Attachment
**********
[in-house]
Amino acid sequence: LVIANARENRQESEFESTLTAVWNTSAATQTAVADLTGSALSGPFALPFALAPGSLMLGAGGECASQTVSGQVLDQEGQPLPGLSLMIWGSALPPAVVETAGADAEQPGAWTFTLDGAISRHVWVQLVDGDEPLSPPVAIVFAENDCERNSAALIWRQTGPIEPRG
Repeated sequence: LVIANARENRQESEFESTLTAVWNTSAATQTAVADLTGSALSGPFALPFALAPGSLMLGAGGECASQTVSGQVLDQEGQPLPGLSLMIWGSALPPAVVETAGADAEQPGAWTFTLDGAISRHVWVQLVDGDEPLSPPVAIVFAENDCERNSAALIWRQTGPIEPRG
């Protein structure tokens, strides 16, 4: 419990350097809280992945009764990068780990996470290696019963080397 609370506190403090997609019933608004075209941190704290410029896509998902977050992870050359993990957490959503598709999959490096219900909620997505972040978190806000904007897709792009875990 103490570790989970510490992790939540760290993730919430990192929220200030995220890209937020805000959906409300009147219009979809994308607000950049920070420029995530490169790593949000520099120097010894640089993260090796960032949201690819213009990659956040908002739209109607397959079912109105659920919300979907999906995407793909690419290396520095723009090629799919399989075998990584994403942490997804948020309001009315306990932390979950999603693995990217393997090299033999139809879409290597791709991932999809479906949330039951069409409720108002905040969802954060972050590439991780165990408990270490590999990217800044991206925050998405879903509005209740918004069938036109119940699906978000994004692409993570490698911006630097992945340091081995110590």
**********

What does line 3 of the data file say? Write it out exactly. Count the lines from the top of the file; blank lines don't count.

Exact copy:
Repeated sequence: LVIANARENRQESEFESTLTAVWNTSAATQTAVADLTGSALSGPFALPFALAPGSLMLGAGGECASQTVSGQVLDQEGQPLPGLSLMIWGSALPPAVVETAGADAEQPGAWTFTLDGAISRHVWVQLVDGDEPLSPPVAIVFAENDCERNSAALIWRQTGPIEPRG